Taken together, tooth cavities (caries) and gum (periodontal) disease, create a painful condition that causes tooth loss and is expensive to correct. Canadians spend more than $4 billion a year to treat and slow the degeneration of their dental health.
If you’re overstressed and generally unhealthy, your immune system will be suppressed and dental caries, which are caused by bacteria, will flourish. If your mouth is unhealthy, it overloads your health constantly, lowering your resistance to all disease.
A clean mouth is a healthy mouth. As the saying goes, "clean only the teeth you want to keep." In addition to conventional care, the main way to keep your mouth clean is to eat a whole-foods diet free of refined sugar. The bacteria that cause dental caries (Streptococcus mutans) thrive on sugar.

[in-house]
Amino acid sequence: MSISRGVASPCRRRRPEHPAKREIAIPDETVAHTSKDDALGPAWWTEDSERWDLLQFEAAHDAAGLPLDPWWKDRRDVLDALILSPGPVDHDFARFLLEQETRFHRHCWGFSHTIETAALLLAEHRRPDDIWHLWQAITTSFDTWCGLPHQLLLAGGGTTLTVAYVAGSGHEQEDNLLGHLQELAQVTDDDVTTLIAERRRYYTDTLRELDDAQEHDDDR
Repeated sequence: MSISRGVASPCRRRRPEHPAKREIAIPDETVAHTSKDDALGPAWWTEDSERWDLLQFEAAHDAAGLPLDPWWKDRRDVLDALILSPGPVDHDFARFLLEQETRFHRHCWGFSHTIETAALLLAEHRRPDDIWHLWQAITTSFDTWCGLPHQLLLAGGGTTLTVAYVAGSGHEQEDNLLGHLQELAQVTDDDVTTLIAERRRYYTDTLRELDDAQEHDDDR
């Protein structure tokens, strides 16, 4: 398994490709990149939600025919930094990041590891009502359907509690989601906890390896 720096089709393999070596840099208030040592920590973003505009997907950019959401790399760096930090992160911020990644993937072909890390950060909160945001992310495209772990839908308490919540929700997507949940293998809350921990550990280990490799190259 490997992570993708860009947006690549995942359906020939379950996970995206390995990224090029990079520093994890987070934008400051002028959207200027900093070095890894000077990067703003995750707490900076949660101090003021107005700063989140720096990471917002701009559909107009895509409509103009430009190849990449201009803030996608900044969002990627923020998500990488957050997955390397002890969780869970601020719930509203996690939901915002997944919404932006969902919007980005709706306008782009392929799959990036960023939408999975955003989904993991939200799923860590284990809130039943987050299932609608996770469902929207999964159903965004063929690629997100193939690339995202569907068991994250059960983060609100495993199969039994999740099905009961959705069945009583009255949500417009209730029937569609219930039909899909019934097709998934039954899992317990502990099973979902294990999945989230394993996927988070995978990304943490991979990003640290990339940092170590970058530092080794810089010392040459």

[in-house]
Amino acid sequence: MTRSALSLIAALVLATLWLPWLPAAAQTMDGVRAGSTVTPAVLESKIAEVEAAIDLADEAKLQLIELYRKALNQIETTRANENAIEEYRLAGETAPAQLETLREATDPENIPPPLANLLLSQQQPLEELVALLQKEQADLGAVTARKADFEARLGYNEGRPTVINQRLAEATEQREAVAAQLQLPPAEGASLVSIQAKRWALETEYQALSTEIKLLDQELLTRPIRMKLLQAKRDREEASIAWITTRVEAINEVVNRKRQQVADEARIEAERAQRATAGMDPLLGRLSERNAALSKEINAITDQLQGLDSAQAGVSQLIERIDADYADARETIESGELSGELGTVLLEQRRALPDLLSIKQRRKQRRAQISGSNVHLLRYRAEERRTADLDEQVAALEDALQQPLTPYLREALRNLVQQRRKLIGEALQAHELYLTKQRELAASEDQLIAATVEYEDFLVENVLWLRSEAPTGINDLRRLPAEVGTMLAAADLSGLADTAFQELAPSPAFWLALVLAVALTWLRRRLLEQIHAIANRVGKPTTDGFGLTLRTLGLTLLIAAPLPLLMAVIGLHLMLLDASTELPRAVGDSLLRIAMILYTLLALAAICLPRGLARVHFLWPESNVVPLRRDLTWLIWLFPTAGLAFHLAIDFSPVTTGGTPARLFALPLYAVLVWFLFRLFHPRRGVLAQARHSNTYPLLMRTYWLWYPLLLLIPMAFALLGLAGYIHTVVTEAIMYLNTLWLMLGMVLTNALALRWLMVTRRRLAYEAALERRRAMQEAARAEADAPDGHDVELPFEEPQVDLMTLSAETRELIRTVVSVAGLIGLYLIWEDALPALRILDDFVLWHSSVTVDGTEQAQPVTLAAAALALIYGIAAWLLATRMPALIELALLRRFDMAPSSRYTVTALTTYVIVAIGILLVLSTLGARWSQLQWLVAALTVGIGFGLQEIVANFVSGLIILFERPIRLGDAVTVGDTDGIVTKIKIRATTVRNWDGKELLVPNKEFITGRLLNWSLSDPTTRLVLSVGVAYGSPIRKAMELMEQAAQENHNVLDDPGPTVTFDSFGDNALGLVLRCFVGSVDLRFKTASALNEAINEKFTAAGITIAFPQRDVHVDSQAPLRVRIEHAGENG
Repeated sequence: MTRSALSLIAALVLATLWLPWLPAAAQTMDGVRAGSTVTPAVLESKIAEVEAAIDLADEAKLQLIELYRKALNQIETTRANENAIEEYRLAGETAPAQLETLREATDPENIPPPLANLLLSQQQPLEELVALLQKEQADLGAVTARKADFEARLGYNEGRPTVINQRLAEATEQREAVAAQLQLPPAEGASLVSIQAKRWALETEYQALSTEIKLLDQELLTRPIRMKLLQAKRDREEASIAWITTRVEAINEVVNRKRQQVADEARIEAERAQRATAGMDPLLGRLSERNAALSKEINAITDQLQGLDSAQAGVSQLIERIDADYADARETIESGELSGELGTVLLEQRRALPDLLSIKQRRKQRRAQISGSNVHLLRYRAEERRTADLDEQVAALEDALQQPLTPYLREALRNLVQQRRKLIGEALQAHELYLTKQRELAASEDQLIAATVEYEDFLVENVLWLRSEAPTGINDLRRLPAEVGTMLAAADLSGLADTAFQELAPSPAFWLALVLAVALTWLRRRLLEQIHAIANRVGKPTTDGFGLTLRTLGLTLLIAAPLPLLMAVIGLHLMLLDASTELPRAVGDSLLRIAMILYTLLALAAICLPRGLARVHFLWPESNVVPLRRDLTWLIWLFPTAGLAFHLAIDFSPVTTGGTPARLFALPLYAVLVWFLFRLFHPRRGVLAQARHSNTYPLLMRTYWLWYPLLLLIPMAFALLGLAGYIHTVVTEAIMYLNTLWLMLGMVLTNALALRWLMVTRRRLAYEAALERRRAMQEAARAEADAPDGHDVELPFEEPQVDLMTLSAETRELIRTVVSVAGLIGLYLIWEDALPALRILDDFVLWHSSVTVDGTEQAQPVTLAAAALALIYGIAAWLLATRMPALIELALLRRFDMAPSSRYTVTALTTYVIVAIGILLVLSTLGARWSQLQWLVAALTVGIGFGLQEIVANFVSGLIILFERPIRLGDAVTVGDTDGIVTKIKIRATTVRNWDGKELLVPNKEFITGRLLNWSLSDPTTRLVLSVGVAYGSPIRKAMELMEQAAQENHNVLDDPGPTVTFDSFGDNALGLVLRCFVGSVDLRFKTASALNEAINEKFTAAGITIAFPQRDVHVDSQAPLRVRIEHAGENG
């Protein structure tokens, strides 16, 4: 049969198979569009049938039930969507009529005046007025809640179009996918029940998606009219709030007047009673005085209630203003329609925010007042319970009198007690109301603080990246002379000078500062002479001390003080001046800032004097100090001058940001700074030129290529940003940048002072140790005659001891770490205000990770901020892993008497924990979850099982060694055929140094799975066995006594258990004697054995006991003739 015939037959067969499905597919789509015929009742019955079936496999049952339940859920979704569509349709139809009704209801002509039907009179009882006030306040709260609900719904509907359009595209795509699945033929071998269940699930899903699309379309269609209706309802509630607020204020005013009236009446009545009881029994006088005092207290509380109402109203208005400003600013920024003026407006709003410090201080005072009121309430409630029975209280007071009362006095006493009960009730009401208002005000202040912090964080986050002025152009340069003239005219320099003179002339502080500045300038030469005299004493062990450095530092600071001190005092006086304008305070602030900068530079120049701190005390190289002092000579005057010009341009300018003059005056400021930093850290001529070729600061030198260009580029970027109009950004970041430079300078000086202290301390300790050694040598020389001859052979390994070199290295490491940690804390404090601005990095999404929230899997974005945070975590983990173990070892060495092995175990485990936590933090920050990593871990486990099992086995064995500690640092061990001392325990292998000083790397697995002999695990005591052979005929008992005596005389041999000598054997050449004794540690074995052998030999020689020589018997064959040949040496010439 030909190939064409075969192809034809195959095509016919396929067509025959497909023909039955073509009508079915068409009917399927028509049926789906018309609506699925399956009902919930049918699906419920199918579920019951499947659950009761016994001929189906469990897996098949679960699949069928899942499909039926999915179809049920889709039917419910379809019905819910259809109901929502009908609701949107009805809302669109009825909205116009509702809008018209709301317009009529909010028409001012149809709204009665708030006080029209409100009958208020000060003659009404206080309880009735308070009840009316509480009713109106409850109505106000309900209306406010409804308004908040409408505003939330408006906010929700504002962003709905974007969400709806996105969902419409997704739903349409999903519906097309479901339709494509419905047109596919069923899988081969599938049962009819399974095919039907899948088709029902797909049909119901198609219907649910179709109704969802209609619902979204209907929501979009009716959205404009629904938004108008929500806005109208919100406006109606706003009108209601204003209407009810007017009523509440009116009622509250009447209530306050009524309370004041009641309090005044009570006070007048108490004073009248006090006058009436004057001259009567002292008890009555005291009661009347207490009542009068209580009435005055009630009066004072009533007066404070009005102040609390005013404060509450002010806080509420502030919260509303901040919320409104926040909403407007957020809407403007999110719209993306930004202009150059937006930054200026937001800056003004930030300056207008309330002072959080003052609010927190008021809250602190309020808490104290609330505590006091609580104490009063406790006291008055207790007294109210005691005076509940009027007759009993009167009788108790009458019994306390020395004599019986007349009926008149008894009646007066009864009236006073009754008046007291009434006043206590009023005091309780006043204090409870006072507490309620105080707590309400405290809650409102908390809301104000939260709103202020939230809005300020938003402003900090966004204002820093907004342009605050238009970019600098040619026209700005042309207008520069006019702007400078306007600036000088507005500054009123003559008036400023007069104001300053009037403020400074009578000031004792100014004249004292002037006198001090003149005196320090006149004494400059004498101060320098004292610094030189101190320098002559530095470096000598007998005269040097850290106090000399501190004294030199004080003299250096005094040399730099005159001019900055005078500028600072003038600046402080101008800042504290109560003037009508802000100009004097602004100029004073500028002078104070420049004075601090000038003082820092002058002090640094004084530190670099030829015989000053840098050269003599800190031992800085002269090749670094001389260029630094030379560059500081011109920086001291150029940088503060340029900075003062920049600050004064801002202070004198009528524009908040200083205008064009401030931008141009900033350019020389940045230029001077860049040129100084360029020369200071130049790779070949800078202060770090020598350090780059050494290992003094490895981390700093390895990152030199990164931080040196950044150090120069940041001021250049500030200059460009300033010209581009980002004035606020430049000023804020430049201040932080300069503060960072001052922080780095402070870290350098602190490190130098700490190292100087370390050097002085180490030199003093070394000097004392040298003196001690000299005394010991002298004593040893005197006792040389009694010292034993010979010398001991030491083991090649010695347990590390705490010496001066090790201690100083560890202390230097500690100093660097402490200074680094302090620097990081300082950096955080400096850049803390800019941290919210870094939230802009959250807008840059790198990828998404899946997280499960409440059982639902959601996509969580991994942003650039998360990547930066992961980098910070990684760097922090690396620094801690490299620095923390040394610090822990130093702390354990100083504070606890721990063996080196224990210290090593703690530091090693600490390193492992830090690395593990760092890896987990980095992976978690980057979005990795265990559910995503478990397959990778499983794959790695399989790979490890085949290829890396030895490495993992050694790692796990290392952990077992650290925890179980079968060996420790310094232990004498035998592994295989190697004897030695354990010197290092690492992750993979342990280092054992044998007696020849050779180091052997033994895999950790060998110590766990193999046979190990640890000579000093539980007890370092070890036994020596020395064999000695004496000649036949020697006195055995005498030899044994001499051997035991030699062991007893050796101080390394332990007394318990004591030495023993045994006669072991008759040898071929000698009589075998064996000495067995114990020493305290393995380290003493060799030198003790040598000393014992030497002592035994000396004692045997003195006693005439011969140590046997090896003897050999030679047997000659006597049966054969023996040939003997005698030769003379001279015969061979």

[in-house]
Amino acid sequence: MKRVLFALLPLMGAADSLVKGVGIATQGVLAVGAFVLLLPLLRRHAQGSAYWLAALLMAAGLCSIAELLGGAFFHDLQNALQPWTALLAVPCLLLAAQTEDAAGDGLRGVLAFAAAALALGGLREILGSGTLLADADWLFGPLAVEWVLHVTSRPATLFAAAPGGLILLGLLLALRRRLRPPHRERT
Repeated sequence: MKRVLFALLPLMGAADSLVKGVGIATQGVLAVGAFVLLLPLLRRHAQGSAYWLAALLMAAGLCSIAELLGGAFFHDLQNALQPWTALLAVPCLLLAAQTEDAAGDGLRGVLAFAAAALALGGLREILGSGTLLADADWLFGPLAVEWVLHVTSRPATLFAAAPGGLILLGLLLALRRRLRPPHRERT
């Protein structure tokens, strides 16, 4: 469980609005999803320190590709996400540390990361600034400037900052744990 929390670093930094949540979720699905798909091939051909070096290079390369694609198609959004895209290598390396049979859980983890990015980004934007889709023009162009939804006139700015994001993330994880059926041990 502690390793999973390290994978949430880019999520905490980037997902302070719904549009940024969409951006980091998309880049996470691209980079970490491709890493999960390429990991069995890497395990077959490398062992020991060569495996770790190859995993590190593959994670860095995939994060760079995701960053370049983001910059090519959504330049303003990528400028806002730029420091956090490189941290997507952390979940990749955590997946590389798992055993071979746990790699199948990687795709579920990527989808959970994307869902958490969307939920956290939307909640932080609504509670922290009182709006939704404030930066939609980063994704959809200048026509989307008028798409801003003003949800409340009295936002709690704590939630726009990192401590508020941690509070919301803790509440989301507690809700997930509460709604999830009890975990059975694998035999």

General Mouth Care
Most natural healers recommend using warming, astringent, connective-tissue-healing herbs to enhance and maintain oral health. These herbs can be used as a rinse or applied as packs (a pinch of powder, wetted to a mush with a liquid, such as water or vitamin E, and tucked next to the teeth). Rinses are made by preparing a herb as tea in the usual way, or by simply stirring herb powder into water. Hold the rinse in the mouth for up to several minutes, gargle and spit out.